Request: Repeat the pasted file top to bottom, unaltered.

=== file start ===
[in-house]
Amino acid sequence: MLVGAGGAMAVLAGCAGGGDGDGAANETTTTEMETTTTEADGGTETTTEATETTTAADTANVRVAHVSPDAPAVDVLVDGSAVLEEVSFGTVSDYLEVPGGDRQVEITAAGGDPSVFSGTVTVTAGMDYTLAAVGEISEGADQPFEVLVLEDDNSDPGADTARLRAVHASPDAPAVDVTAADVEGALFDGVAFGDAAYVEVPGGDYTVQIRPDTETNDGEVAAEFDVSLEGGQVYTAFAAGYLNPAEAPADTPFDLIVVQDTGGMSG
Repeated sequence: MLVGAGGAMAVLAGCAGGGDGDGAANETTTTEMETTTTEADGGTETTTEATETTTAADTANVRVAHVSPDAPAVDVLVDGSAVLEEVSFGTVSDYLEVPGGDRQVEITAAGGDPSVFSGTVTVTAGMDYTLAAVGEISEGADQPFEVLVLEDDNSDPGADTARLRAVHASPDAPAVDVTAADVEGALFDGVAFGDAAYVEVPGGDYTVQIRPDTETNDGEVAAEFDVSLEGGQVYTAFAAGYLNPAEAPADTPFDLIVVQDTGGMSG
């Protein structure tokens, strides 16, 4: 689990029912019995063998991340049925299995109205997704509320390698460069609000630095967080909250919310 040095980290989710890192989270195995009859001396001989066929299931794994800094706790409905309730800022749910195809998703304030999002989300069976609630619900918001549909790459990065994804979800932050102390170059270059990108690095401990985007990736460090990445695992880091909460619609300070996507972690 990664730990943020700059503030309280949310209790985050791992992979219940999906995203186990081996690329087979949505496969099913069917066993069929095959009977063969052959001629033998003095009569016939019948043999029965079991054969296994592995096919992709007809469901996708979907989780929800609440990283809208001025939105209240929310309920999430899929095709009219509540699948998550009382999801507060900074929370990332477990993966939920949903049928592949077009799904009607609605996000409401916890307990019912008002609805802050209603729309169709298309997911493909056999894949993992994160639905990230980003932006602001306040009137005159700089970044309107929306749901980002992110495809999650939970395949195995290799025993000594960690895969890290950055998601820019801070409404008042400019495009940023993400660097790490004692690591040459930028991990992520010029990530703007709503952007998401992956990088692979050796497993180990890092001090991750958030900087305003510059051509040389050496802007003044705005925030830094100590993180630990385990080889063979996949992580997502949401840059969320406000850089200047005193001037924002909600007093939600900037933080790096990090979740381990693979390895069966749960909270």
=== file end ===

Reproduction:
[in-house]
Amino acid sequence: MLVGAGGAMAVLAGCAGGGDGDGAANETTTTEMETTTTEADGGTETTTEATETTTAADTANVRVAHVSPDAPAVDVLVDGSAVLEEVSFGTVSDYLEVPGGDRQVEITAAGGDPSVFSGTVTVTAGMDYTLAAVGEISEGADQPFEVLVLEDDNSDPGADTARLRAVHASPDAPAVDVTAADVEGALFDGVAFGDAAYVEVPGGDYTVQIRPDTETNDGEVAAEFDVSLEGGQVYTAFAAGYLNPAEAPADTPFDLIVVQDTGGMSG
Repeated sequence: MLVGAGGAMAVLAGCAGGGDGDGAANETTTTEMETTTTEADGGTETTTEATETTTAADTANVRVAHVSPDAPAVDVLVDGSAVLEEVSFGTVSDYLEVPGGDRQVEITAAGGDPSVFSGTVTVTAGMDYTLAAVGEISEGADQPFEVLVLEDDNSDPGADTARLRAVHASPDAPAVDVTAADVEGALFDGVAFGDAAYVEVPGGDYTVQIRPDTETNDGEVAAEFDVSLEGGQVYTAFAAGYLNPAEAPADTPFDLIVVQDTGGMSG
């Protein structure tokens, strides 16, 4: 689990029912019995063998991340049925299995109205997704509320390698460069609000630095967080909250919310 040095980290989710890192989270195995009859001396001989066929299931794994800094706790409905309730800022749910195809998703304030999002989300069976609630619900918001549909790459990065994804979800932050102390170059270059990108690095401990985007990736460090990445695992880091909460619609300070996507972690 990664730990943020700059503030309280949310209790985050791992992979219940999906995203186990081996690329087979949505496969099913069917066993069929095959009977063969052959001629033998003095009569016939019948043999029965079991054969296994592995096919992709007809469901996708979907989780929800609440990283809208001025939105209240929310309920999430899929095709009219509540699948998550009382999801507060900074929370990332477990993966939920949903049928592949077009799904009607609605996000409401916890307990019912008002609805802050209603729309169709298309997911493909056999894949993992994160639905990230980003932006602001306040009137005159700089970044309107929306749901980002992110495809999650939970395949195995290799025993000594960690895969890290950055998601820019801070409404008042400019495009940023993400660097790490004692690591040459930028991990992520010029990530703007709503952007998401992956990088692979050796497993180990890092001090991750958030900087305003510059051509040389050496802007003044705005925030830094100590993180630990385990080889063979996949992580997502949401840059969320406000850089200047005193001037924002909600007093939600900037933080790096990090979740381990693979390895069966749960909270």